Information Systems (IS) programs in Higher Education (HE) institutions have a long tradition of enabling graduates to develop the appropriate skills needed for their future careers. Nevertheless, previous studies suggest that IS curricula are not always well-aligned with industry/business needs. At the same time, universities increasingly have to deal with issues concerning the quality of their degrees and whether students earning the degrees obtain high-quality employment with good employers. This study thus sets out to achieve two objectives: (1) to better re-align the IS programs with business needs/standard work practice; and (2) to provide students with an opportunity to earn a professional practitioner certification prior to their graduation. We present an approach to, and an example of, aligning a Master’s Business Analysis curriculum with practitioner certification of a key professional body for the IS industry. The approach to alignment was grounded by theory in teaching and learning in HE. We provide a detailed description of the process of embedding and aligning the business analysis certification objectives within the course curriculum, which can be replicated by IS educators in other universities. Our results show a positive outcome for the HE institution and professional body partnership. We conclude the paper with a discussion of the wider implications for IS curricula design.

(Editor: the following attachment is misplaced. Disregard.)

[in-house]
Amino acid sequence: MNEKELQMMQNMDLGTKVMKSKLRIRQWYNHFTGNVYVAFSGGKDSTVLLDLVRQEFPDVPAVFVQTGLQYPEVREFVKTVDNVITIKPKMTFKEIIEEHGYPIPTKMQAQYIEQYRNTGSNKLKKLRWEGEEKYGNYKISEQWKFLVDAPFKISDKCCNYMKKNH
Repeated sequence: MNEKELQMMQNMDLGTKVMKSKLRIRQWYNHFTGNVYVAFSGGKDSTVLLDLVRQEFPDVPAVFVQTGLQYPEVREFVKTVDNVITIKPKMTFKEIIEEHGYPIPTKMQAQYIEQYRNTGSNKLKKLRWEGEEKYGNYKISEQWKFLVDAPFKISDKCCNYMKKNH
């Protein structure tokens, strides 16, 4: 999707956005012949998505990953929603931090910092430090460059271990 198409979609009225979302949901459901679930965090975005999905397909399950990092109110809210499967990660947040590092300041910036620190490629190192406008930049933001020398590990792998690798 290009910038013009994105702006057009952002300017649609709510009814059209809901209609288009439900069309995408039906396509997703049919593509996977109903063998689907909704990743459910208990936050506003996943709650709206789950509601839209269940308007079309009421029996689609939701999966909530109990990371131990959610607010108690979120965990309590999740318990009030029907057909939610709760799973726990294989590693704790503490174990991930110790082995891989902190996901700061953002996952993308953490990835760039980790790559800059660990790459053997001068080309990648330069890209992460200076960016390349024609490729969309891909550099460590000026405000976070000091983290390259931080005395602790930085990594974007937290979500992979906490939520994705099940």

Yin L. Tan, Keiichi Nakata, and Debra Paul
ISSN#: 1055-3096 (print)
ISSN#: 2574-3872 (online)
The Journal of Information Systems Education (JISE) is a peer reviewed journal published quarterly that focuses on IS education, pedagogy, and curriculum including (but not limited to) model curriculum, course projects/cases, course materials, curriculum design & implementation, outcomes assessment, distance education challenges, capstone learning projects, and technology selection & impact.